The approximate hour Janet Yellen spent wandering in circles and spewing double talk during her presser yesterday was time well spent. When the painful ordeal of her semi-coherent babbling was finally over, she had essentially proved that the Fed is attempting an impossible task.

And better still, that the FOMC should be abolished.

The alternative is real simple. It’s called price discovery on the free market; it’s the essence of capitalism.

After all, the hot shot traders who operate in the canyons of Wall Street could readily balance the market for overnight funds. They would do so by varying the discount rate.

That is, they would push the rate upwards when funds were short, thereby calling-in liquidity from other markets and discouraging demand, especially from carry trade speculators. By contrast, when surplus funds got piled too high, they would push the discount rate downward, thereby discouraging supply and inciting demand.

Under such a free market regime, the discount rate might well be highly mobile, moving from 1% to 10% and back to 1%, for example, as markets cleared in response to changing short-term balances. So what?

Likewise, the world is full of long-term savers like pension funds, insurance companies, bond funds and direct household investors on the supply side, and a long parade of sovereign, corporate and household borrowers on the demand side.

Through an endless process of auction, arbitrage and allocation, the yield curve would find its proper shape and levels. And like in the case of a free market in money, the yield curve of the debt market would undulate, twist, turn and otherwise morph in response to changing factors with respect to supply of savings and demands for debt.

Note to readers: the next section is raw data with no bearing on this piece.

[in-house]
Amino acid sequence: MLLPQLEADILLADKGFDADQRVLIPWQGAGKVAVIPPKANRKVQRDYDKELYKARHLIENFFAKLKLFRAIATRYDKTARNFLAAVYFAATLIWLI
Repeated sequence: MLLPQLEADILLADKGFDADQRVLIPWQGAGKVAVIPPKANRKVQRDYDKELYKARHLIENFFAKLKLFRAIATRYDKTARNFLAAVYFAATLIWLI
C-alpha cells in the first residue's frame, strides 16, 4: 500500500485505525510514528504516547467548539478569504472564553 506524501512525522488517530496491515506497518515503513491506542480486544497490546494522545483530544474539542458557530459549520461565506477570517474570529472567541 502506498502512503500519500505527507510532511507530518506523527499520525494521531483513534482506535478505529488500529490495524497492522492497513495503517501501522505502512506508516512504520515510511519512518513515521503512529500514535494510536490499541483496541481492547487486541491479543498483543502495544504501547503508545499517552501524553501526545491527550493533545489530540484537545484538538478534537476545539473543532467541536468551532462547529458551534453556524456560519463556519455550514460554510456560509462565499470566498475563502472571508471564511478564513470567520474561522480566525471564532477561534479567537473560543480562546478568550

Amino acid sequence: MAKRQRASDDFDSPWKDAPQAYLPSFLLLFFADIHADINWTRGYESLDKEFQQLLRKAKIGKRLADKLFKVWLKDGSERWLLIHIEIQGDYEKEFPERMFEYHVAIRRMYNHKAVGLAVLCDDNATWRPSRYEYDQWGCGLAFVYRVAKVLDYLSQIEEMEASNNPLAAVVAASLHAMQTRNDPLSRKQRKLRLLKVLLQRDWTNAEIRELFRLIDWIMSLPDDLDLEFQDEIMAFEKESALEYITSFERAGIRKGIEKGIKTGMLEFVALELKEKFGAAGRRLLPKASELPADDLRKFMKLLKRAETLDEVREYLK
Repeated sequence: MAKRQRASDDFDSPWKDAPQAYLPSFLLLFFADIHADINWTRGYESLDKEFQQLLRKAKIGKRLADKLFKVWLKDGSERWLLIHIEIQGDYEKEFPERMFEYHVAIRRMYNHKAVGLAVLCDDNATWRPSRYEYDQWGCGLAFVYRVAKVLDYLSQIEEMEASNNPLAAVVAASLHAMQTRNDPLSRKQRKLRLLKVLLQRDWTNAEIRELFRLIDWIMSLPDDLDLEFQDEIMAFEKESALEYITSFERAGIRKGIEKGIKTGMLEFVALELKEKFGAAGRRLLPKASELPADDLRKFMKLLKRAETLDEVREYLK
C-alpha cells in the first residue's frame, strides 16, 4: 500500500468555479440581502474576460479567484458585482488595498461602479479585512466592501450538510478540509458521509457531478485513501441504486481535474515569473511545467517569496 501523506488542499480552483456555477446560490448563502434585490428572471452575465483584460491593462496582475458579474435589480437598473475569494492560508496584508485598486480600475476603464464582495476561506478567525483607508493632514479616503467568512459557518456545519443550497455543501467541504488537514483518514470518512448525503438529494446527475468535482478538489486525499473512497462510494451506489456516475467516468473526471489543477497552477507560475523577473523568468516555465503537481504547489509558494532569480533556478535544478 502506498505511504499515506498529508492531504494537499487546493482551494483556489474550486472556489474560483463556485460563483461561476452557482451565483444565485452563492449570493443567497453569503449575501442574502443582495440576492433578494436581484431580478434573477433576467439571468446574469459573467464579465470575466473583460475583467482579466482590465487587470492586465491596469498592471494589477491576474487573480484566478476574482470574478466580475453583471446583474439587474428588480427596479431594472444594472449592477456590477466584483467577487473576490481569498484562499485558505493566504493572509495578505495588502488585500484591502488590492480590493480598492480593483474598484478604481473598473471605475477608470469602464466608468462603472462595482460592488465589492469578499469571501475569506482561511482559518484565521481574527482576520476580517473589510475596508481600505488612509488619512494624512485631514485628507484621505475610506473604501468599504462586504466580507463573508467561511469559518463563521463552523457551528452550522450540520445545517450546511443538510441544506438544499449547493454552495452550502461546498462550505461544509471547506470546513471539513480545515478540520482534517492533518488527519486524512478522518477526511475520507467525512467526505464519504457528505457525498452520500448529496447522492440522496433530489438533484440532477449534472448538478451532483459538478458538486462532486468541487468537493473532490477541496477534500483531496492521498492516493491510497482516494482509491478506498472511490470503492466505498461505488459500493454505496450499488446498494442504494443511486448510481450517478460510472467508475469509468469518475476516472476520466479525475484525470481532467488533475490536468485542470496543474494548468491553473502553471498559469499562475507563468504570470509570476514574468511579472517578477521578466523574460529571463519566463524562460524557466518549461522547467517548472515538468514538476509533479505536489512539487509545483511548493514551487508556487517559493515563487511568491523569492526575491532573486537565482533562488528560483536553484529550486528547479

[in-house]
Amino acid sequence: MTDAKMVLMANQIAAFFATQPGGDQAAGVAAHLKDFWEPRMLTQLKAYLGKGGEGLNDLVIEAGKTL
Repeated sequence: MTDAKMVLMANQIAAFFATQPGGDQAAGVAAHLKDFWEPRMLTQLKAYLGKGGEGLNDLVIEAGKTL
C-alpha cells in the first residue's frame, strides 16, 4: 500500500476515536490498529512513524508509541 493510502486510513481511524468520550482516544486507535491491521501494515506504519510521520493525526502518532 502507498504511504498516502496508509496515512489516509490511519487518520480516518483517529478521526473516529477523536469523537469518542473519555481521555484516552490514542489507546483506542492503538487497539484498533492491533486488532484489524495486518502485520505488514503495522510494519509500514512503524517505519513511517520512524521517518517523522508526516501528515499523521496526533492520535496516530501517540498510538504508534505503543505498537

It goes without saying that under such a regime, savers would be rewarded with high rates when demands for business investment, household borrowings and government debt issuance were large. At the same time, financial punters, business speculators, household high-livers and deficit-spending politicians alike would find their enthusiasm severely dented by high and rising yields when the supply of savings was short.

What would be the harm, it must be asked, in letting economic agents in their tens of millions bid for savings in order to find the right price of debt capital at any given time as opposed to concentrating the task on 12 people who, as Janet Yellen admitted yesterday, can’t possibly figure it out, anyway?

There are three reasons given as to why capitalism’s monumental and crucial tasks of setting the price of money and debt cannot be trusted to the free market. But all of them are wrong; all of them are a variation of the giant Keynesian error that capitalism self-destructively tends toward entropy absent the ministrations of the state, and especially its central banking branch.

The three cardinal errors of which we speak are the claim that 1) debt is the keystone to prosperity, 2) the business cycle is inherently unstable and bleeds the economy of growth and wealth and 3) active central bank intervention is needed to stop bank runs and financial crises from spiraling into catastrophe.


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